The NDP-bashing is just sad. This seems to be the last refuge of Liberal desperation. Its increasing frequency in recent days and weeks makes an obvious point.

There is one sensible point here -- that these are 2007-8 projects. That would mean they were in either the 2007 or the 2008 budget. The 2007 budget was supported by the BQ and opposed by the NDP and the Liberals. So, yes, it's not fair to blame the Liberals for these projects if they were approved in this budget. (Although, one can blame the Liberals for not sticking to the coalition agreement which would have guaranteed the BQ would not prop up the Conservatives for 18 months.)

If they were in the 2008 budget, though, then they are still the Liberals' fault. The Liberals abstained from that budget vote rather than demanding amendments or voting against it. The NDP and the BQ both voted against the 2008 budget.

So, whichever budget it was, the Liberals bear a certain amount of blame here. If the 2008 budget, then they didn't do anything to oppose these projects. If the 2007 budget, then they have successfully blown an opportunity to keep the BQ from doing it again.

As I've said already, I suspect the Liberal strategy is to inflict as much suffering on Canadians as possible in order to ensure that they are swept back into power in the next election. I have yet to see a reason not to believe this.

ADHR said...

And, thinking about it further, as the Jurist points out here, if the Liberals knew that the Cons couldn't be trusted to handle public money in a non-pork-barreling way, why did they just give them billions more? Sorry, folks, but the Libs can't get off the hook here.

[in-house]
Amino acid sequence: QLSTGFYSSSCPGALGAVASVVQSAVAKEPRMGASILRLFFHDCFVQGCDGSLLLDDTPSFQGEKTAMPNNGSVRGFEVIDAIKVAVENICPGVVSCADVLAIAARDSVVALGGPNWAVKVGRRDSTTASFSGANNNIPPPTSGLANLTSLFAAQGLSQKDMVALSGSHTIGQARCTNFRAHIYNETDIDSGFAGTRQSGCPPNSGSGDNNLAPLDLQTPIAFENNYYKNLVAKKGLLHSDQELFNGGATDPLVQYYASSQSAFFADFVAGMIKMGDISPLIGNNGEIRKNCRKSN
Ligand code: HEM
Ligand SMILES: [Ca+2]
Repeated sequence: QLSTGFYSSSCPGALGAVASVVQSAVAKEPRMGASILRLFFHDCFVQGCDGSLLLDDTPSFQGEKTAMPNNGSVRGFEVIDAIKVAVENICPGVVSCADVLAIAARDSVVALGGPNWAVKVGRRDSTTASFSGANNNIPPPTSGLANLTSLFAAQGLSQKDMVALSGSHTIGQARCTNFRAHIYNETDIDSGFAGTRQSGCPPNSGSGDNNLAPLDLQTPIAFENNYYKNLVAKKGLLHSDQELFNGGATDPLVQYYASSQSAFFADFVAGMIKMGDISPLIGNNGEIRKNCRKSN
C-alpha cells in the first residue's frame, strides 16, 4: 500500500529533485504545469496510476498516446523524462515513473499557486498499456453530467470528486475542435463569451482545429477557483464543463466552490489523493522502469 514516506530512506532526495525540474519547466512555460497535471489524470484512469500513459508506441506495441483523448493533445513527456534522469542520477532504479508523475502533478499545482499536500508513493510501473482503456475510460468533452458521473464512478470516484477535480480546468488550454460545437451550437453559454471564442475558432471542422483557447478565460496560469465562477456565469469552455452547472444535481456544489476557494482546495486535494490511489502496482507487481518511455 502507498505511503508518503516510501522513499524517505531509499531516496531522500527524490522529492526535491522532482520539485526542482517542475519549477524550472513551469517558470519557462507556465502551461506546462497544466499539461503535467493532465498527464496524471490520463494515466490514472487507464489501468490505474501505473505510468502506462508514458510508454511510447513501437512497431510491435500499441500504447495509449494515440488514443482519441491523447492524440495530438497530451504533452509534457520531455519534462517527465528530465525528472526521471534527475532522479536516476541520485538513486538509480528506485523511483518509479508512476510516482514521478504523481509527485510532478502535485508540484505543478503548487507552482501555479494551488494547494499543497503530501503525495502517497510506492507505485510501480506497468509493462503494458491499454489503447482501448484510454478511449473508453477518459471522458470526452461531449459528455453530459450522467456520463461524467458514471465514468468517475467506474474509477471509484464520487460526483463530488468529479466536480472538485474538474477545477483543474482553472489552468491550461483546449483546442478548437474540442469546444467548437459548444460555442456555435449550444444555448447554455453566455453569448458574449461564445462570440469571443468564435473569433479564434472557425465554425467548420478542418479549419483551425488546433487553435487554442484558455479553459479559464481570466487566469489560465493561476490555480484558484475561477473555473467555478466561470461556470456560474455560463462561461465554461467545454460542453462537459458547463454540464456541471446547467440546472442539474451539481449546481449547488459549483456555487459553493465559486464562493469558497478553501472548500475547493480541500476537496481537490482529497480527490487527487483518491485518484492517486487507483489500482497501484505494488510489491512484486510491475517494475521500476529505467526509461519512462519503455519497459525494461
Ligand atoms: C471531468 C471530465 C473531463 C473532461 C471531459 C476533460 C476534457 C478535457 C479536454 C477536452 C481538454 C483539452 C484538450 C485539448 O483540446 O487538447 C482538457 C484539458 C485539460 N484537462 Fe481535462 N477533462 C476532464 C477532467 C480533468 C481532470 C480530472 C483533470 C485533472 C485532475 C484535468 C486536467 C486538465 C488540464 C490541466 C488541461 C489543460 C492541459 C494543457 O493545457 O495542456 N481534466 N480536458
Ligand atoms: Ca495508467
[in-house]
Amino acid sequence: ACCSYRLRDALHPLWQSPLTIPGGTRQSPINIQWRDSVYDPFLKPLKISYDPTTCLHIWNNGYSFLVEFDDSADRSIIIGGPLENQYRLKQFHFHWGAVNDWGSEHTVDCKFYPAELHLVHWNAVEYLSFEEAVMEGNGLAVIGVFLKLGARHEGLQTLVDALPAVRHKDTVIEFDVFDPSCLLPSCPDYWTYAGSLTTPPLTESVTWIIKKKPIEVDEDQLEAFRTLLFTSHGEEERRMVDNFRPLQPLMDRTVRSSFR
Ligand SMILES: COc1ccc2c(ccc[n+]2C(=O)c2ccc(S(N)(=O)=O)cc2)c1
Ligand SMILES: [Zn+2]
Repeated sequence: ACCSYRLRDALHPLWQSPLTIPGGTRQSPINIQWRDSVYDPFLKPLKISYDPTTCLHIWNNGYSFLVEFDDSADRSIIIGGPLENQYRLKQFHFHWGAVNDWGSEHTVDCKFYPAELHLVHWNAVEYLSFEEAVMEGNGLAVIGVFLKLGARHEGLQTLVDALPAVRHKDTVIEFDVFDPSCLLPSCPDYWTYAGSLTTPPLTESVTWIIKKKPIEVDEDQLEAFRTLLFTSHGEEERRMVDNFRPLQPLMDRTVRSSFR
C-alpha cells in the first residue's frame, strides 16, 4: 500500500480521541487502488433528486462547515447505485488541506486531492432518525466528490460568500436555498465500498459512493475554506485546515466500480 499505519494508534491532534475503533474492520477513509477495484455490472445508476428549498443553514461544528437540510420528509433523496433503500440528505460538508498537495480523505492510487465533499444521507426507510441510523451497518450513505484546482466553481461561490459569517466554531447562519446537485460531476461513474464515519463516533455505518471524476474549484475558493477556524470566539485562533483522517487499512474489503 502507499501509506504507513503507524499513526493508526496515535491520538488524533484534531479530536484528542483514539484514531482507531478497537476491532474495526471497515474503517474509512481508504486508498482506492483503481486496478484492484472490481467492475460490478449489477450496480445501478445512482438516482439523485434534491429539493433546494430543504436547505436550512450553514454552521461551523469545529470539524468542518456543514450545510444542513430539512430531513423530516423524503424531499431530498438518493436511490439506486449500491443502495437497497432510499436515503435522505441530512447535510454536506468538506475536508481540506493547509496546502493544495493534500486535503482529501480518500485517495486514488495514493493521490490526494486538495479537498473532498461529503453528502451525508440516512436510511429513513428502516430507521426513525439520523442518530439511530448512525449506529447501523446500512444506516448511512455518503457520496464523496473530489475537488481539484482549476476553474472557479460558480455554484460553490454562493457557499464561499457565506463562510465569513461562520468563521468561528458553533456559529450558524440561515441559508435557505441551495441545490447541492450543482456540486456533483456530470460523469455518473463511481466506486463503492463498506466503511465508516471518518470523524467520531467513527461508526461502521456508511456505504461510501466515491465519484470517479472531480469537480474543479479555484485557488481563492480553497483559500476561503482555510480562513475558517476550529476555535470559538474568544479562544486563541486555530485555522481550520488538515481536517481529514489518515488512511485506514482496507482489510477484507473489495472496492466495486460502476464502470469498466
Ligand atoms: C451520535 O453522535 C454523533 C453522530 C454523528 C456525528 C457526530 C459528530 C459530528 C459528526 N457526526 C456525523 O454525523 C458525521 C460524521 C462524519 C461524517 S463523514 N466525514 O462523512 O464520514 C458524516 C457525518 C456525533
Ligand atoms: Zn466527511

The Rat said...

2008 Election results map

Not a lot of red on that map. Are you saying we should build infrastructure based on how many ridings you win? 'Cause I think it's rather obvious that infrastructure is more about geography than politics and the fact is the Conservatives represent most of the map outside of Quebec. The NDP are very popular in the wilderness but I can't see much infrastructure going in to the NWT, Skeena, or Northern Ontario. So 70% seems about right to me based on a simple look at a map.

A BCer in Toronto said...

Maybe considering the opinion of Canadians sounds crazy to a party that decided to vote against things before they even know what they're voting against, but to some people, politicians actually listening to people is a pretty sensible idea.

And NDP bashing? Seriously, sit on it. Incessant and, frankly, pathetic attacks on the Liberals are always fair and meaningful debate, but raise one less than glowing point about the NDP and the cry is NDP Bashing, wah! Frankly, this victimization complex is pathetic and juvenile. And it's getting rather old.

A BCer in Toronto said...

There's one obvious whole in your analysis, Rat. I'll give you a hint. It rhymes with shmpopulation.

The Rat said...

Ummm, population? So how many bridges CAN you build in Toronto? I mean it's a lot easier to build a road where there isn't one already and downtown Toronto is pretty road-ified if you ask me. Again Jeff, it's about geography nor population. If it was you'd probably have rapid transit right to your bedroom in Toronto and there would be no roads across the prairies.